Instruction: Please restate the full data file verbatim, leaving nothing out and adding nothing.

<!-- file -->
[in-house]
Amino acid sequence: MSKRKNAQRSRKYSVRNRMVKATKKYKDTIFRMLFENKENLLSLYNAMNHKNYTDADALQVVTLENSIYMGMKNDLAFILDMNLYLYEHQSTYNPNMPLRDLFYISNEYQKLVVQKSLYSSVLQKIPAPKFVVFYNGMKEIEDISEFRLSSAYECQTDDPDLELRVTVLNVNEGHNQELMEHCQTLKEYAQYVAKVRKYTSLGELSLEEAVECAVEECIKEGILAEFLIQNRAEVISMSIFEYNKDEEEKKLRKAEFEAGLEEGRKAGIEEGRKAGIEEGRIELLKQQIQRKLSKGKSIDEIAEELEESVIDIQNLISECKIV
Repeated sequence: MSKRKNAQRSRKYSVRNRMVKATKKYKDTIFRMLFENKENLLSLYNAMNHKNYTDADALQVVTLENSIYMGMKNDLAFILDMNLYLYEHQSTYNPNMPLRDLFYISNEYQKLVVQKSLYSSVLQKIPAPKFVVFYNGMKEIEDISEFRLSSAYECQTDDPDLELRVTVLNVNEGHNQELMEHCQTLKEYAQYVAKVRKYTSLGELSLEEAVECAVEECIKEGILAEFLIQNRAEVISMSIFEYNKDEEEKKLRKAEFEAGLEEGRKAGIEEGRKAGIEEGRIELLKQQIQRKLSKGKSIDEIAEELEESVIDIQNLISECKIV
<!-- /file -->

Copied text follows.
[in-house]
Amino acid sequence: MSKRKNAQRSRKYSVRNRMVKATKKYKDTIFRMLFENKENLLSLYNAMNHKNYTDADALQVVTLENSIYMGMKNDLAFILDMNLYLYEHQSTYNPNMPLRDLFYISNEYQKLVVQKSLYSSVLQKIPAPKFVVFYNGMKEIEDISEFRLSSAYECQTDDPDLELRVTVLNVNEGHNQELMEHCQTLKEYAQYVAKVRKYTSLGELSLEEAVECAVEECIKEGILAEFLIQNRAEVISMSIFEYNKDEEEKKLRKAEFEAGLEEGRKAGIEEGRKAGIEEGRIELLKQQIQRKLSKGKSIDEIAEELEESVIDIQNLISECKIV
Repeated sequence: MSKRKNAQRSRKYSVRNRMVKATKKYKDTIFRMLFENKENLLSLYNAMNHKNYTDADALQVVTLENSIYMGMKNDLAFILDMNLYLYEHQSTYNPNMPLRDLFYISNEYQKLVVQKSLYSSVLQKIPAPKFVVFYNGMKEIEDISEFRLSSAYECQTDDPDLELRVTVLNVNEGHNQELMEHCQTLKEYAQYVAKVRKYTSLGELSLEEAVECAVEECIKEGILAEFLIQNRAEVISMSIFEYNKDEEEKKLRKAEFEAGLEEGRKAGIEEGRKAGIEEGRIELLKQQIQRKLSKGKSIDEIAEELEESVIDIQNLISECKIV